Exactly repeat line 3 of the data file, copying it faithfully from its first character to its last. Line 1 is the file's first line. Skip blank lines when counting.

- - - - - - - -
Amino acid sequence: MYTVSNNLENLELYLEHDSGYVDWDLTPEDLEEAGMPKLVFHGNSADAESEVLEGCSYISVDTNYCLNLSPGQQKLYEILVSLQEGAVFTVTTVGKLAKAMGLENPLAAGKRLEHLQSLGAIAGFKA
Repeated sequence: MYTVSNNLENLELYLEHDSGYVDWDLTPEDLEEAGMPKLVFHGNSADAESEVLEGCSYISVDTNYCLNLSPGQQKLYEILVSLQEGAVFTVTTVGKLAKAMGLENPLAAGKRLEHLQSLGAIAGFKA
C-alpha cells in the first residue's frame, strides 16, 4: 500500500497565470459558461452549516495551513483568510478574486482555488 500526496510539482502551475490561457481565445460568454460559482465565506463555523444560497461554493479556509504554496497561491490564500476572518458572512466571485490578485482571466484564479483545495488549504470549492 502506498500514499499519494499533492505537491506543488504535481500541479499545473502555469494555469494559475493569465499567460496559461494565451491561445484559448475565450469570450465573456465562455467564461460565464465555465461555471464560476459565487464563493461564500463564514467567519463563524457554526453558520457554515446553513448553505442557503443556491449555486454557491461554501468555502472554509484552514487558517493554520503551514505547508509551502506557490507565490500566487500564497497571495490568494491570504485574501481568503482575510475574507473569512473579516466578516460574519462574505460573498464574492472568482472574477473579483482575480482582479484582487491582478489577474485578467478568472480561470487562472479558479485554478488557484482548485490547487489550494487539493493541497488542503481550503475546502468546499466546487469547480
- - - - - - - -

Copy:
C-alpha cells in the first residue's frame, strides 16, 4: 500500500497565470459558461452549516495551513483568510478574486482555488 500526496510539482502551475490561457481565445460568454460559482465565506463555523444560497461554493479556509504554496497561491490564500476572518458572512466571485490578485482571466484564479483545495488549504470549492 502506498500514499499519494499533492505537491506543488504535481500541479499545473502555469494555469494559475493569465499567460496559461494565451491561445484559448475565450469570450465573456465562455467564461460565464465555465461555471464560476459565487464563493461564500463564514467567519463563524457554526453558520457554515446553513448553505442557503443556491449555486454557491461554501468555502472554509484552514487558517493554520503551514505547508509551502506557490507565490500566487500564497497571495490568494491570504485574501481568503482575510475574507473569512473579516466578516460574519462574505460573498464574492472568482472574477473579483482575480482582479484582487491582478489577474485578467478568472480561470487562472479558479485554478488557484482548485490547487489550494487539493493541497488542503481550503475546502468546499466546487469547480